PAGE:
The real-time (ish) element where players were redeployed, even joining battles already in progress was a fine touch that added an element of realism, breaking the ‘100pts vs 100pts’ convention.
Oh yes, and bombs. I like bombs. And I’m going to use them more…
- [+] Dice rolls
I used to paint lots of miniatures. It started with painting player character figures and NPCs/monsters for role-playing games, then soon started incorporating wargaming miniatures, mostly fantasy and science fiction. I enjoyed it and was pretty good at it; I even made the Golden Demon finals one year. Painting whole armies was a problem as the techniques that I liked to use weren't all that fast; time-consuming fiddly bits and washes that took ages to dry. I'd see people who could knock out a finished figure in a couple of hours or a full army in a couple of weeks and I'd be envious... It was fun though, and I had a ridiculous number of lead figures, as is the way of these things!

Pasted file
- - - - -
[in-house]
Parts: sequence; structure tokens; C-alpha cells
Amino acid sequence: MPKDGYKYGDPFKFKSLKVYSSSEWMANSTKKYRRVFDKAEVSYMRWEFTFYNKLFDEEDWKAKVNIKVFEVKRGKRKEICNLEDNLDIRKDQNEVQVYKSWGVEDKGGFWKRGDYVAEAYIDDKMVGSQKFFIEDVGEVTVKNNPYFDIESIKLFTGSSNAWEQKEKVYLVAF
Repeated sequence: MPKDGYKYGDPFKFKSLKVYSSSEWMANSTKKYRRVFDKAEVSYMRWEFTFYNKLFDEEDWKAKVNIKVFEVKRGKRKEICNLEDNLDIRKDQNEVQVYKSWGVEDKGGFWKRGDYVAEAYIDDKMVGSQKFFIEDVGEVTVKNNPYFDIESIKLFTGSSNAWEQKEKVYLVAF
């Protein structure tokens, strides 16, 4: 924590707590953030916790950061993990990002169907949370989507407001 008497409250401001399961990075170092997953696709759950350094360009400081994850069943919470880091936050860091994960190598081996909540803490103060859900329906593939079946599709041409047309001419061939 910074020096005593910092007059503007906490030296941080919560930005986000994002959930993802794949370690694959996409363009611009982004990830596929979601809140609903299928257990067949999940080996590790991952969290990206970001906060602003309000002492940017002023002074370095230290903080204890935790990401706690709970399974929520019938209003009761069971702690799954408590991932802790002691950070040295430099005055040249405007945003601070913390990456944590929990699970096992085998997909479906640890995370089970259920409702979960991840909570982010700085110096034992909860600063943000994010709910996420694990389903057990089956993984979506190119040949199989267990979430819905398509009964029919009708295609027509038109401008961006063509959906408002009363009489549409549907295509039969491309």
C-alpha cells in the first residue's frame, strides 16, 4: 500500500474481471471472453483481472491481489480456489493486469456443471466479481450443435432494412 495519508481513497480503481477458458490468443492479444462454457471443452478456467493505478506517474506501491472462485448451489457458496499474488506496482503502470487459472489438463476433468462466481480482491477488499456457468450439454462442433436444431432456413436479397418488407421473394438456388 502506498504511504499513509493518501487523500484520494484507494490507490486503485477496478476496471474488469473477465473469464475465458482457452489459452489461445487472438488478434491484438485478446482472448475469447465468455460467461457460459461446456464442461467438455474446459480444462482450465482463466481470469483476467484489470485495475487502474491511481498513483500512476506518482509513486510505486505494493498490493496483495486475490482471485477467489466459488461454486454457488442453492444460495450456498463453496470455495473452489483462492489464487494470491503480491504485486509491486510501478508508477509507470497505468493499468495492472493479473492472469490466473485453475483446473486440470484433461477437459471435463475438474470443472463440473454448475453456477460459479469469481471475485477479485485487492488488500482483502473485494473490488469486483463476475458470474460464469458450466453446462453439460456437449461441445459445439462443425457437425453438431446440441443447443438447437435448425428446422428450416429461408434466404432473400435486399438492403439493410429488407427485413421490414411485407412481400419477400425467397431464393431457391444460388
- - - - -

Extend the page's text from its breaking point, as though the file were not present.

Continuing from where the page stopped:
As time passed my interest in games changed, moving towards boardgames and board-wargames and away from miniatures gaming. They could play straight out of the box without the expense and time of building up and painting an army, and I didn't need to worry about storing and transporting dozens or hundreds of little lead figures... The vast majority of my figures and rules went to eBay and are now fighting their tabletop wars all over the world. Well, I hope they still are anyway. I'd rather they end up in appreciative homes than just take up room and not be used.
Dot, dot, dot, time passed.